1. Sagrada Familia
La Sagrada Familia is the most popular attractions in Barcelona, attracting nearly 2.8 million visitors each year. Construction began in 1882 and continues through today, making it the largest unfinished Catholic church in the world. Antoni Gaudi took over as architect the following year and worked on it until his death in 1926. It’s just over 70 percent finished now. Current architects are following Gaudi’s design, which is based on Gothic and Byzantine styles, with 18 towers of varying heights, each dedicated to a different biblical figure. Visitors will be captivated by the design elements and the religious symbolism built into all the spaces of the church. The church was consecrated in 2010, allowing services to be held onsite.
2. Gothic Quater
It is located in the oldest part of Old Town Barcelona. Some say the quarter dates back 2,000 years, but what travelers will see today isn’t that old: a maze of narrow streets flanked by buildings from medieval times to the 19th century. Travelers will see the Jewish Quarter, considered the Gothic Quarter’s prettiest section; walk the paths where a young Picasso went to school; eat at Can Culleretes, the oldest restaurant in Barcelona, dating to 1796, and shop at the colorful Boqueria market.
3. La Boqueria Market
Foodies may think they have died and gone to heaven when they visit La Boqueria Market, a colorful market in the old town. Located just off La Rambla (This is probably the city’s most famous street and is a bustling hive of activity), the market dates back to 1297 when meat was sold at the city gates. More than meat is sold there today. There is an array of foods, from farm-fresh produce, seafood, spices and candies being sold by more than 200 stalls. Buy the fixings’ for a picnic lunch or eat at one of the many restaurants before continuing sightseeing.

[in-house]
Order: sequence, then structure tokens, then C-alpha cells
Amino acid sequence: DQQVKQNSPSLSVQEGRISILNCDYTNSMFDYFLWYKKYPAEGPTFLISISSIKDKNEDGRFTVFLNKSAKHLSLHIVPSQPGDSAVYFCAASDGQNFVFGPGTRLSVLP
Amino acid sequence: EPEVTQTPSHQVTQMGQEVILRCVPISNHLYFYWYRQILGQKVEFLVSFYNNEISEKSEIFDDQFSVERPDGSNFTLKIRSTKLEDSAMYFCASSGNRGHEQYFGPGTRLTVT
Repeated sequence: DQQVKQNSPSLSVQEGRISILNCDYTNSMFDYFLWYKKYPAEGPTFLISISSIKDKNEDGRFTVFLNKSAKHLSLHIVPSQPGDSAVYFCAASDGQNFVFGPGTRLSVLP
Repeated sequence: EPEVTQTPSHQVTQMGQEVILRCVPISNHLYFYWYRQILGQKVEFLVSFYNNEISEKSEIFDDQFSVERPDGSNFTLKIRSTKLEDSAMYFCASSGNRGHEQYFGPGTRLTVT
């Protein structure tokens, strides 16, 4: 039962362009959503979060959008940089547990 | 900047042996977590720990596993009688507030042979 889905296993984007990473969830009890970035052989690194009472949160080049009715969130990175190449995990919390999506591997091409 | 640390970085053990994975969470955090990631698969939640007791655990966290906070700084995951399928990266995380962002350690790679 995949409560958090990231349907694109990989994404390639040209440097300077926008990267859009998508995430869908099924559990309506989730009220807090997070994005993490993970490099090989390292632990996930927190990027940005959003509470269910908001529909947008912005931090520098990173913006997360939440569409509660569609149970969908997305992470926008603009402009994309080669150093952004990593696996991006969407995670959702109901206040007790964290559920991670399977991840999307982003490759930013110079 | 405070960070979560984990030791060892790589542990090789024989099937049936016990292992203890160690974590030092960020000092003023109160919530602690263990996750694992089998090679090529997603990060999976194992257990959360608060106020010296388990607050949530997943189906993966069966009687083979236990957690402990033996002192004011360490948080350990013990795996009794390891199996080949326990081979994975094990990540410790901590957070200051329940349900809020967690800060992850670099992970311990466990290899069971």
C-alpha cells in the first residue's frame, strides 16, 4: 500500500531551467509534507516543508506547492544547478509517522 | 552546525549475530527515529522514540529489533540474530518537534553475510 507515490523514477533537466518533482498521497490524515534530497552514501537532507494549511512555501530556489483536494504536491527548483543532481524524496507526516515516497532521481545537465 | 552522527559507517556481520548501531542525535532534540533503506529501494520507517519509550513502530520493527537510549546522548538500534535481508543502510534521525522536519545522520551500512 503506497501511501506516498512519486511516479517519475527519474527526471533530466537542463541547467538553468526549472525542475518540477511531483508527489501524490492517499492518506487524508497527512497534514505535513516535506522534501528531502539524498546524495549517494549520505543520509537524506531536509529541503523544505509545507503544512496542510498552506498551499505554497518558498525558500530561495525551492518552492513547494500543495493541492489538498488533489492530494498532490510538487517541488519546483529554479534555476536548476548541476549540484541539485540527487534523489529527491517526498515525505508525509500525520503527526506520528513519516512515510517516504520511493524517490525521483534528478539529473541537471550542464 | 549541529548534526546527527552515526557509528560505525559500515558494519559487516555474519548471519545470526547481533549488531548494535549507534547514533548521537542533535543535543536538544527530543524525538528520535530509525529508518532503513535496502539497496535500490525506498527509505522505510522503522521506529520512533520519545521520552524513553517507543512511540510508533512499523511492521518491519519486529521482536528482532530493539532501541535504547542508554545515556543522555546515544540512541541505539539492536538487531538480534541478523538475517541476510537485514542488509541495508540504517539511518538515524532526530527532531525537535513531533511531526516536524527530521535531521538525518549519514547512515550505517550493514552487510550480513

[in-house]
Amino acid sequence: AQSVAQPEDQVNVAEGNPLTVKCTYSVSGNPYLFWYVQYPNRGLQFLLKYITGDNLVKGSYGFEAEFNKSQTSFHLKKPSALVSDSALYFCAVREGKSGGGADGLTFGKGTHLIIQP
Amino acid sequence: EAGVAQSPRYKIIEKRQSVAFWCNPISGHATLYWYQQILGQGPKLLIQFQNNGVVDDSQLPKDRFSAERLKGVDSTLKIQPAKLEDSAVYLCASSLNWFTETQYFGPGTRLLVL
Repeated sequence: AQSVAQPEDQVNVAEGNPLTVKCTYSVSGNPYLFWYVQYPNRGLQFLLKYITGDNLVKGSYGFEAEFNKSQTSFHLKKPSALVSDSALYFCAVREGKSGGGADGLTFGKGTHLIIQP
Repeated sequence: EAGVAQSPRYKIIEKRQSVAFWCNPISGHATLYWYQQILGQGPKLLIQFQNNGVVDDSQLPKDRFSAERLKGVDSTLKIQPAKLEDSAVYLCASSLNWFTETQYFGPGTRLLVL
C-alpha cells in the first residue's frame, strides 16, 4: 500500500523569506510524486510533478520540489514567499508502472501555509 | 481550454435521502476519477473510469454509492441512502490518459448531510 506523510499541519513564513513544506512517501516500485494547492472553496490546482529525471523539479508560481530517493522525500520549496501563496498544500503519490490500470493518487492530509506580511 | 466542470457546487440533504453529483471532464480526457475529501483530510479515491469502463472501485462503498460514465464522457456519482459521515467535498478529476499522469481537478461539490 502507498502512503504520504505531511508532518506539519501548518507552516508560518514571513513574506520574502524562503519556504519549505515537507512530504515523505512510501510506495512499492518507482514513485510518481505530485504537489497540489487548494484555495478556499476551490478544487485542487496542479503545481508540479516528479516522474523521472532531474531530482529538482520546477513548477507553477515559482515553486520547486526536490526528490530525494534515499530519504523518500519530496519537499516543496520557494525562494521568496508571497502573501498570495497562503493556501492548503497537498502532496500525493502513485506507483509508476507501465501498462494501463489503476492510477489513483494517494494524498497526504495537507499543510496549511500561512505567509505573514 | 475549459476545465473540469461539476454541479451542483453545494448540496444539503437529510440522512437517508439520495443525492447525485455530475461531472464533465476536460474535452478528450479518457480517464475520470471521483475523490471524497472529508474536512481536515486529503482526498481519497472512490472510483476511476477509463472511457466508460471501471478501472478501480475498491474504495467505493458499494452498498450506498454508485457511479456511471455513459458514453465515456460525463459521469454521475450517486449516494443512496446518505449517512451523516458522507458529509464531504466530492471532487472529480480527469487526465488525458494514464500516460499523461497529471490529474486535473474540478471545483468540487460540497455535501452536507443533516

4. Parc Guell
With other major works in the city including La Casa Batlló and La Pedrera, this has to be one of Antoni Gaudí’s most celebrated and it is certainly one of the most emblematic of Barcelona. The area was originally meant to be a residential property development with Gaudi doing much of the planning and landscape design. Only two houses were built and the land was later sold to the city of Barcelona and turned into a park. It is home to the famous Salamander sculpture, as well as other buildings and structures designed by the architect. With stunning views of the city, this is a magical experience. 2. La Rambla. It is a UNESCO World Heritage Site.
5. Casa Mila
Built between the years 1906 and 1910, Casa Milà (La Pedrera) was the last civil work designed by Catalan architect Antoni Gaudi. The colorful building is considered one of the artist’s most eccentric and enticing architectural creations with not one straight edge on the exterior. Tours of the interior and the incredible roof structures are available. It also hosts a large exposition of Gaudi works, covering Sagrada Familia and Casa Batlio, not only La Pedrera itself.
Travelers who want panoramic views should go to the top of Tibidabo, at 512 meters (1,880 feet) high the highest mountain overlooking Barcelona. The easiest way to get there is via Spain’s first funicular. But there’s more than just stunning views on this mountain top. There’s the Sagra Cor church that took 60 years to build and is topped with a sculpture of the Sacred Heart of Jesus. Sharing space with this impressive church are an amusement park and a telecommunications tower. All three are visible from Barcelona below.